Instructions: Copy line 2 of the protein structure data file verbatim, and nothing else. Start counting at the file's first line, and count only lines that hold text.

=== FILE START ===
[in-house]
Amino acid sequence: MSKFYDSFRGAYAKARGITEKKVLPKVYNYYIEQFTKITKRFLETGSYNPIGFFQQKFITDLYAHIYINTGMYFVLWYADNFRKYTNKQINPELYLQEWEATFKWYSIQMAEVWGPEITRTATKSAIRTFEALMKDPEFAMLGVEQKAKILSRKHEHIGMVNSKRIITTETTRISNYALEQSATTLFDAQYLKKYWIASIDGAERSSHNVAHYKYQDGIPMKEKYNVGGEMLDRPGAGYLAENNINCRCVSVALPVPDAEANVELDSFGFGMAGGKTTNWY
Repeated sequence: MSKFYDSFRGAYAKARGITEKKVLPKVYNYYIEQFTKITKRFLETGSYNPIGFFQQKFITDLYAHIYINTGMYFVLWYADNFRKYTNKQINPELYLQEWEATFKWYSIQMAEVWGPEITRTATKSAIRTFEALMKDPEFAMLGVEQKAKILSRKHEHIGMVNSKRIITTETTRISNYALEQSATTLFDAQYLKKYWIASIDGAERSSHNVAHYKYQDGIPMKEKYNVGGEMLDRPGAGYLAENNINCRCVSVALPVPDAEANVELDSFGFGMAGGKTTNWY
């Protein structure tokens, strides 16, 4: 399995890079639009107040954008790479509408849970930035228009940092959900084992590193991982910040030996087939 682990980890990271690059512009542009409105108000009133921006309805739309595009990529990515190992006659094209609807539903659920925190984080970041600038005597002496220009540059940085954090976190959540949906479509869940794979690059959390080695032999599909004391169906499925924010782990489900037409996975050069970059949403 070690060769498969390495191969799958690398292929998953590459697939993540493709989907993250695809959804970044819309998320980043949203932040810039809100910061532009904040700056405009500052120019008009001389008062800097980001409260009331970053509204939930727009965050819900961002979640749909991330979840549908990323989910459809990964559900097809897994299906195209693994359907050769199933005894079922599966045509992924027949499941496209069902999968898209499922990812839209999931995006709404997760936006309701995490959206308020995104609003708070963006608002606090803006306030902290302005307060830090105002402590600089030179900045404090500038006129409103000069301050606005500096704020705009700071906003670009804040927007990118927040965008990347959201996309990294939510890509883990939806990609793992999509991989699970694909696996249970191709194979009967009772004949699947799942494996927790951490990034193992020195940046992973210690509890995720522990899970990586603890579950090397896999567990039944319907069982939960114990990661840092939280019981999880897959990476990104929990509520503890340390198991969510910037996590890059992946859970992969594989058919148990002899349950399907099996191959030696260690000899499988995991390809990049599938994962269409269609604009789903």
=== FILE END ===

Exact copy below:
Amino acid sequence: MSKFYDSFRGAYAKARGITEKKVLPKVYNYYIEQFTKITKRFLETGSYNPIGFFQQKFITDLYAHIYINTGMYFVLWYADNFRKYTNKQINPELYLQEWEATFKWYSIQMAEVWGPEITRTATKSAIRTFEALMKDPEFAMLGVEQKAKILSRKHEHIGMVNSKRIITTETTRISNYALEQSATTLFDAQYLKKYWIASIDGAERSSHNVAHYKYQDGIPMKEKYNVGGEMLDRPGAGYLAENNINCRCVSVALPVPDAEANVELDSFGFGMAGGKTTNWY